Tuesday, May 19, 2009

Red-Eye Showers

No, not a shower on the Red-Eye, Silly. (Do they even have those?) This is red-eye from a daily shower at home. When I got out of a long, steamy-hot shower this morning, I noticed my eyes were red. Very red. Close-my-eyes-before-I-bleed-to-death red. Do you remember as a kid, swimming underwater in a public pool with your eyes open to see where you were going? Remember how red your eyes always got? That’s how mine looked this morning.

I knew I didn't have my eyes open enough under the shower spray to get water in them. So, what caused my red eyes? Vaporized Chlorine! Chlorine used to treat water can become vaporized easily (that's why the chlorine smell dissipates overnight in an open container of tap water), and chlorine in hot water vaporizes into the air more quickly than the chlorine in cold water. The shower curtain/door keeps most of the gas contained in the air inside the shower cubicle, and the closed bathroom door keeps the remainder in the rest of the room... at least what chlorine gas our eyes, hair, skin and lungs haven't absorbed.
(By the way, "chloroform gas is the result of vaporized chlorine interacting with dead skin cells and other biological matter in the bathroom" says Ronald Frommert, a researcher of water purification issues.)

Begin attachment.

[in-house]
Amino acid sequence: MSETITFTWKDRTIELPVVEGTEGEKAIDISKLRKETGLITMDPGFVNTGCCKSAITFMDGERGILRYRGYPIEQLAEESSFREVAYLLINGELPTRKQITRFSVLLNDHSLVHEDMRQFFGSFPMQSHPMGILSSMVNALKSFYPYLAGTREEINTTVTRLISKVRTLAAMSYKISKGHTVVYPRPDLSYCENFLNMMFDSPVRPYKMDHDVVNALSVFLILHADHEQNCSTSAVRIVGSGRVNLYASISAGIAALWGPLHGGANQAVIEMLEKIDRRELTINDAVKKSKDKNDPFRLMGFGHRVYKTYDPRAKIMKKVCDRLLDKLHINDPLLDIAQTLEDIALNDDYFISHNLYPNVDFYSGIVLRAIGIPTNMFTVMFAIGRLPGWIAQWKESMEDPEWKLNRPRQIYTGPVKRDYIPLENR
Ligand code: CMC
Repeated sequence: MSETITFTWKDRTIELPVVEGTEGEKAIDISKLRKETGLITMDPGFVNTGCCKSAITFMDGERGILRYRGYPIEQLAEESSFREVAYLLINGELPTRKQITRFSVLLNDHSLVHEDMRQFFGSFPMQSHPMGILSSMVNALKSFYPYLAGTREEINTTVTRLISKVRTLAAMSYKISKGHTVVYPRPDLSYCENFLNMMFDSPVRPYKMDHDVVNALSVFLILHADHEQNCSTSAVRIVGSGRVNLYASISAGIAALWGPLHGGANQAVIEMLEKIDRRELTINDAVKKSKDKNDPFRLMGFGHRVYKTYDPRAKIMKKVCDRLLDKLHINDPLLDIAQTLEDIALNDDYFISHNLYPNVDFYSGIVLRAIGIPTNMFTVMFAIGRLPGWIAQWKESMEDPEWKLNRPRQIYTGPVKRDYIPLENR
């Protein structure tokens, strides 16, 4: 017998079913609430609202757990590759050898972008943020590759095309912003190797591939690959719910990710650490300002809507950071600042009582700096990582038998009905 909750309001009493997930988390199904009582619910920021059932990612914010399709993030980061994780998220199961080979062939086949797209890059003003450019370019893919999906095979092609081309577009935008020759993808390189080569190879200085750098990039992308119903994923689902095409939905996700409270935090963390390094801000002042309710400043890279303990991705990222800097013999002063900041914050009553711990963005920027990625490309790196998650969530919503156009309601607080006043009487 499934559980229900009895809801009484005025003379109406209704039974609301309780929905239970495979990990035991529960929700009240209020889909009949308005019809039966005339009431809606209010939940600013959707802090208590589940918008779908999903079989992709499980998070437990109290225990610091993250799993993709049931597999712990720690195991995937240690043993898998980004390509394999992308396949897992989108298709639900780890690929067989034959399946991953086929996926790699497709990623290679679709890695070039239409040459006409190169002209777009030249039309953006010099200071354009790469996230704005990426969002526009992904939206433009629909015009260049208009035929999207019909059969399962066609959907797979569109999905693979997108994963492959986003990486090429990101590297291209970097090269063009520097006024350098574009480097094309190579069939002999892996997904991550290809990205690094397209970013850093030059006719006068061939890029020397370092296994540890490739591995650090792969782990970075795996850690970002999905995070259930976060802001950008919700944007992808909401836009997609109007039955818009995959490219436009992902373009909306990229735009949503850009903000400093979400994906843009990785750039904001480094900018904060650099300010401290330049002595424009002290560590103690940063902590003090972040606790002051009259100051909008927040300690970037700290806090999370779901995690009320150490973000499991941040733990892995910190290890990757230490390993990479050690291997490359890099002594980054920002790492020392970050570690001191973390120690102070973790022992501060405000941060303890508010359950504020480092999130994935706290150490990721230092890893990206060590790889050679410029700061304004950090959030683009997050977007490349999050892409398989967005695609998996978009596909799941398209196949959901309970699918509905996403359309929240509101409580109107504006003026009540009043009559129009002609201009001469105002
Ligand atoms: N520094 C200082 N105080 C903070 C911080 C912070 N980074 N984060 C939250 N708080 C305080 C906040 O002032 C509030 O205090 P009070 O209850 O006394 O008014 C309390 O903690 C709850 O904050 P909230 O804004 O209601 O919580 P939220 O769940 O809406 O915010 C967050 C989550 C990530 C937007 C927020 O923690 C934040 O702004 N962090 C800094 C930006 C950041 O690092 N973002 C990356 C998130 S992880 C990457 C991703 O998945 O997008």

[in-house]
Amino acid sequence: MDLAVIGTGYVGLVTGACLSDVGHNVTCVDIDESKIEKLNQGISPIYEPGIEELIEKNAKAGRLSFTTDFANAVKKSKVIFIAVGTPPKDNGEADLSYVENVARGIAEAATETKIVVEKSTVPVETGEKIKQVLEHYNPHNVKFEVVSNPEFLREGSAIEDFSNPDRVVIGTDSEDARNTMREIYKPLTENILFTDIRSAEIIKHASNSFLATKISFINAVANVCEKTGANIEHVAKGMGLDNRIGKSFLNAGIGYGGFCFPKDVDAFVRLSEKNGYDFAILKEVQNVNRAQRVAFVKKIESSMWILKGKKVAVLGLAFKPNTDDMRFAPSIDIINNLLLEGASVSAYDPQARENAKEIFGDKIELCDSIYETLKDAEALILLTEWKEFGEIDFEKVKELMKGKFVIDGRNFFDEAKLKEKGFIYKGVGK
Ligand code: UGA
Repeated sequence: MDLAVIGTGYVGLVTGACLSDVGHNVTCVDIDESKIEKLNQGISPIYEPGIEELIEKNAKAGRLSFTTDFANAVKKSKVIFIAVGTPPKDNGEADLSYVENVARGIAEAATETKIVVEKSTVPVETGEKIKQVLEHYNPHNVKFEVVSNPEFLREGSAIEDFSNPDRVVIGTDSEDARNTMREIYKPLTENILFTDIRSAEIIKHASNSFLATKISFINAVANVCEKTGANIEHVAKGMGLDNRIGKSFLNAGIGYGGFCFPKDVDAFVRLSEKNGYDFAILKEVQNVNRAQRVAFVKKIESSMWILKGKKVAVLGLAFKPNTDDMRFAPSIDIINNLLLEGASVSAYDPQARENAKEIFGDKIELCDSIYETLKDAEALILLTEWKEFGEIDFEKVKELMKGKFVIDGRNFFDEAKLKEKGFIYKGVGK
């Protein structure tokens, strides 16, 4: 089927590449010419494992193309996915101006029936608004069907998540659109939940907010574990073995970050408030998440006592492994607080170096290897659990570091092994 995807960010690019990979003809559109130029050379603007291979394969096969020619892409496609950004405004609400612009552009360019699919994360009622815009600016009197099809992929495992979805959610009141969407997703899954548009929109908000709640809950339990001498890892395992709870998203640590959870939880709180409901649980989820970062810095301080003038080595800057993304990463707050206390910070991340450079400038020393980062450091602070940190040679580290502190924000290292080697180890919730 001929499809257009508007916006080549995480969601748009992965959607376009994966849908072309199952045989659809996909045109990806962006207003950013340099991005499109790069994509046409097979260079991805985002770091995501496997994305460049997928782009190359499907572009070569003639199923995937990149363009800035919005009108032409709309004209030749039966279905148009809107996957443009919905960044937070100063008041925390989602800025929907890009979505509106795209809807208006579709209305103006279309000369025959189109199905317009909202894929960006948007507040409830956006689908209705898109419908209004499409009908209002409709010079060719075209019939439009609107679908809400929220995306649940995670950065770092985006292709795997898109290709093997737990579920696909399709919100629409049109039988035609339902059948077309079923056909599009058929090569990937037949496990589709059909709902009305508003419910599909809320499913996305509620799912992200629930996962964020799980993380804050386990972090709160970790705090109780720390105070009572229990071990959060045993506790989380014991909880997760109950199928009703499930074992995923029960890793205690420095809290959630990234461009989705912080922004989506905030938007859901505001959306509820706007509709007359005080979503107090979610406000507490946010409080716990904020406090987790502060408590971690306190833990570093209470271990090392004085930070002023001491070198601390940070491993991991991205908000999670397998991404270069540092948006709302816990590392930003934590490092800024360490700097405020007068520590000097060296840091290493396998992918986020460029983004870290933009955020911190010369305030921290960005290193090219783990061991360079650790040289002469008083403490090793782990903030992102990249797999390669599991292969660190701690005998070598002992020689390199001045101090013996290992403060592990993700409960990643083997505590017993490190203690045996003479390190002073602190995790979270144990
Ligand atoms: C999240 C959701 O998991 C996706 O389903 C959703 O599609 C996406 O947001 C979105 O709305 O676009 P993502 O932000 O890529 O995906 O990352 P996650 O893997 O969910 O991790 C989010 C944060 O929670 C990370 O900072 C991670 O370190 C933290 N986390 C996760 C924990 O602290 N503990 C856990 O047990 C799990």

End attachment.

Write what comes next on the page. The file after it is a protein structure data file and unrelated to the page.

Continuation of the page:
Chlorine is a toxic chemical. Duh. Why else would it kill bacteria in a water supply? Chlorine makes our hair and skin dry and brittle. Chlorine hardens the arteries, can cause pulmonary edema from breathing it, irritates skin and allergies, and is known to destroy proteins in the body. Duh, Duh. (Or maybe that should be "Dodo" for buying into all the crap they tell us is safe.)
Research shows chlorinated water in the shower is 10 times more harmful that drinking it. I actually knew all that. Don’t even ask why I didn’t put it together with my own red eyes and showering. Maybe because I never focused on my eyes reflecting in the steamy mirror, and focused instead on my unruly hair or unwanted wrinkles? (Why does steam take the wrinkles out of clothes but not skin, anyway?)

There’s not much I can do about the chlorinated town water except to buy a good chlorine filter for my showerhead. I have some ideas for hooking up our old spring water to the house again, but that’s for another post, another day.


  1. Cities LOVE to really dose with chlorine. It makes me crazy. Sunday mornings are the worst!

  2. Why are Sunday mornings different?

  3. It would be interesting to know why the chlorine content is higher on some days than others. I've noticed that around here as well. I understand the treatment plant adding more during rain storms to accomodate the increase in water volume. Maybe their records show more volume usage on weekends.

    Is it possible that Sundays may have a higher chlorine/chloramine content because the water treatment plant adds a double dose on Saturday so they can have time off on Sunday? I would think the disinfectant would be added as part of an automated process, but perhaps not. I hope you'll post the response if you query your water provider.

  4. Indeed I shall!

    I wonder if there is an easy way for a homeowner to test the chlorine level?


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